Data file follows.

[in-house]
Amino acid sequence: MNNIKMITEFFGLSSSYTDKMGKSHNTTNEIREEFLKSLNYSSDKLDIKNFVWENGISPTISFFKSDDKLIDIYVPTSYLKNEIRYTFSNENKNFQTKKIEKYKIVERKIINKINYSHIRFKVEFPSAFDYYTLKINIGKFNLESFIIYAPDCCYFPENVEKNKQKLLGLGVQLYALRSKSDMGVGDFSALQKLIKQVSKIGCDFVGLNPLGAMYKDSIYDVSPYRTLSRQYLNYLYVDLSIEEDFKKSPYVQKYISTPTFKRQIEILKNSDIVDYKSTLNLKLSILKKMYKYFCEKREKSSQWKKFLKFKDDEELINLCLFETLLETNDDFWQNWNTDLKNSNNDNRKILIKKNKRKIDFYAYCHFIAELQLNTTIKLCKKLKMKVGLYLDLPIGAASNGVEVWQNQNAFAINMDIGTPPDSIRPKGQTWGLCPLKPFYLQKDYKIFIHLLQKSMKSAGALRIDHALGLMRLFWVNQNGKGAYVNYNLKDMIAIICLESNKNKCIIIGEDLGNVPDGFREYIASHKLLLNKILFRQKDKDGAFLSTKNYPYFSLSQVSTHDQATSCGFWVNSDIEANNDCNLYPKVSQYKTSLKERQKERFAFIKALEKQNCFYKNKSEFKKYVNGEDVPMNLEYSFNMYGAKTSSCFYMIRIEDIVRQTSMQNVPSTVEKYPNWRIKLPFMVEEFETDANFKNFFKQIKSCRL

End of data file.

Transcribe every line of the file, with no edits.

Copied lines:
[in-house]
Amino acid sequence: MNNIKMITEFFGLSSSYTDKMGKSHNTTNEIREEFLKSLNYSSDKLDIKNFVWENGISPTISFFKSDDKLIDIYVPTSYLKNEIRYTFSNENKNFQTKKIEKYKIVERKIINKINYSHIRFKVEFPSAFDYYTLKINIGKFNLESFIIYAPDCCYFPENVEKNKQKLLGLGVQLYALRSKSDMGVGDFSALQKLIKQVSKIGCDFVGLNPLGAMYKDSIYDVSPYRTLSRQYLNYLYVDLSIEEDFKKSPYVQKYISTPTFKRQIEILKNSDIVDYKSTLNLKLSILKKMYKYFCEKREKSSQWKKFLKFKDDEELINLCLFETLLETNDDFWQNWNTDLKNSNNDNRKILIKKNKRKIDFYAYCHFIAELQLNTTIKLCKKLKMKVGLYLDLPIGAASNGVEVWQNQNAFAINMDIGTPPDSIRPKGQTWGLCPLKPFYLQKDYKIFIHLLQKSMKSAGALRIDHALGLMRLFWVNQNGKGAYVNYNLKDMIAIICLESNKNKCIIIGEDLGNVPDGFREYIASHKLLLNKILFRQKDKDGAFLSTKNYPYFSLSQVSTHDQATSCGFWVNSDIEANNDCNLYPKVSQYKTSLKERQKERFAFIKALEKQNCFYKNKSEFKKYVNGEDVPMNLEYSFNMYGAKTSSCFYMIRIEDIVRQTSMQNVPSTVEKYPNWRIKLPFMVEEFETDANFKNFFKQIKSCRL